Hannah Schiller is a senior in the Bienen School of Music at Northwestern University. Her research interests center around the current musical moment; she is particularly drawn to post-genre concepts and music emerging from classically trained musicians that is difficult to categorize.
This article shows both endearing commitment to musical creativity and an astonishing degree of muddled thinking:
Post-genre thinking seeks to move away from objective judgment of music towards a subjective reality, where the emphasis is no longer on whether a certain piece fits/does not fit a pre-conceptualized genre “bin.” Instead, the emphasis is on the individual intent of the composer.
Translated, this reads: "Post-genre thinking liberates the mind from any critical faculty, and restricts perception to the intentional fallacy" - the latter being what the composer wants, without any consideration of the result. It is very attractive: anything you compose, is OK. It further opens the door to incompetence and nonsense.
The concept of 'genre' is merely a tool to be used within a value framework: we listen with different expectations to a piece of pop entertainment than to a Beethoven symphony or an Arab maqam or Chinese opera, all these types of music require different things to write and to perform and to understand as a listener. These things are reception and value frameworks, results of long, carefully honed traditions. Such framework is not something that restricts creativity either on the side of the composer or the listener, but is the normal perception field upon which the input is projected and then, processed. Removing such framework and then trying to find 'a concrete theoretical framework' for material from which frameworks have been removed, is nonsensical and will merely remove any opportunity of quality assessment - however subjective that may be. It destroys the meaning of choice, both on the side of the composer as on the side of the performer and listener. The sound sample of Mazzoli in the article says it all: to material stemming from traditional choral genres, quickly a rhythm box from the pop sphere is added, as if this would enhance the listening experience. But it takes away any goodwill to take the piece seriously: pop = entertainment from which we don't expect serious expression, and such treatment merely works as inverted commas: 'I don't mean it, really'.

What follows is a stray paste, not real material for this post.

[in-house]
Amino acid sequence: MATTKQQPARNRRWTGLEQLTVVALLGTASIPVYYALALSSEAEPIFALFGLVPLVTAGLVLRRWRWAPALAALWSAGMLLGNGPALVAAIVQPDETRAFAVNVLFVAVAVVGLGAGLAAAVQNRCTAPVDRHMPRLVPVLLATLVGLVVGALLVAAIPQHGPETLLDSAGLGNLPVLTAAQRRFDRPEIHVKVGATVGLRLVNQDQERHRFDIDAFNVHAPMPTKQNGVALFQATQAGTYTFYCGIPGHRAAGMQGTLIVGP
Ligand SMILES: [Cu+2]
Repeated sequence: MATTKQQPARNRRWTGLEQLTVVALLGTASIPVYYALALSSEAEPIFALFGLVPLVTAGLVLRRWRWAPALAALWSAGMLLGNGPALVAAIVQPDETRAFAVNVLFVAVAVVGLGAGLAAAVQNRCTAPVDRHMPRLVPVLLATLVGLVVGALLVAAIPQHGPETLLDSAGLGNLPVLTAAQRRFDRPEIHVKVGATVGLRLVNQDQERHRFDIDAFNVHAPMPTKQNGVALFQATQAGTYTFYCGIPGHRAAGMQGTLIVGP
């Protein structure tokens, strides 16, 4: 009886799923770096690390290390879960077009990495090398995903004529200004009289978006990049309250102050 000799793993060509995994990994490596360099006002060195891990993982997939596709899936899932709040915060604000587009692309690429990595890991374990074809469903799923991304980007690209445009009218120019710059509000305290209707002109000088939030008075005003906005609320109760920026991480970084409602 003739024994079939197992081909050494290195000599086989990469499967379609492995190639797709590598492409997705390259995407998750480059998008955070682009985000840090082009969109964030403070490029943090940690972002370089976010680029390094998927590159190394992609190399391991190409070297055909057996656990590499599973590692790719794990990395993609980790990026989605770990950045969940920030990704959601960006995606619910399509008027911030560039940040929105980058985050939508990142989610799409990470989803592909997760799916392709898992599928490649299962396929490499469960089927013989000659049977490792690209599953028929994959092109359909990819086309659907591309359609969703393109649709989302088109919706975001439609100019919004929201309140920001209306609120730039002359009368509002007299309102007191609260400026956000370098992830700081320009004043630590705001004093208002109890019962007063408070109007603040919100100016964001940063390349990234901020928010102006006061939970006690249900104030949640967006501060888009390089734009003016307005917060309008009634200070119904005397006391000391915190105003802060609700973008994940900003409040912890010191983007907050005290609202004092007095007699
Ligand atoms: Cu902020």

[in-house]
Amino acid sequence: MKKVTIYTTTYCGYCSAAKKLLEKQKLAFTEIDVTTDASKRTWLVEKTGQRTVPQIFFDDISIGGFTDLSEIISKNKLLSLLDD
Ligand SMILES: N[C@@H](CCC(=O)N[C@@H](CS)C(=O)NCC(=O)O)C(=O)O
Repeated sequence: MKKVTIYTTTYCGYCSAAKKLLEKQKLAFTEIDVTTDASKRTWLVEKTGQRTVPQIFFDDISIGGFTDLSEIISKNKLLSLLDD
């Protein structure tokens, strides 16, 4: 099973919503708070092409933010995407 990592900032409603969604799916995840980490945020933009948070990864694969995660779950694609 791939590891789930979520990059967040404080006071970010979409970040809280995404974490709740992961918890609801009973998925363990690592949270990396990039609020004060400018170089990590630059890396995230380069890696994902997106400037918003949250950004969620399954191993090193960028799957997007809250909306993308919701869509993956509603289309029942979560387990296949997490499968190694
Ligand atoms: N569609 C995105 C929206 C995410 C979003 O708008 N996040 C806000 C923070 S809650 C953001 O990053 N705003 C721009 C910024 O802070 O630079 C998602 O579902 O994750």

Behind such thinking lies the wider context of 20C modernism, where meaning and intention of the production of new music is measured along a line of development which holds articulation points where the music breaks-away from established notions, transgressing boundaries all the time, in the pursuit of freedom from conventions. But at every new stage of a vision of new music, there is some notion of 'what is', which afterwards is considered a 'convention' and which thus has to be transgressed again, and so forth ad infinitum. With creation this has nothing to do because it merely deals with the outward wrapping paper, not with content and meaning. It is the inheritance of romanticism which says that a work of art can only be good if it breaks with a context. But all great works of art in the past were merely very personal interpretations of existing contexts, a result of an attempt to create something of value by the artist, and they never violated the basic frameworks of genre. So it is with music, but the ghost of modernism has now entered education, and - as this article amply shows - liberates young minds from the requirements of understanding of what creativity means.
From the perspective of such muddled, eroding romanticising, the Darmstadt 'work' which tried to transgress conventions in a rather drastic way, is entirely acceptable: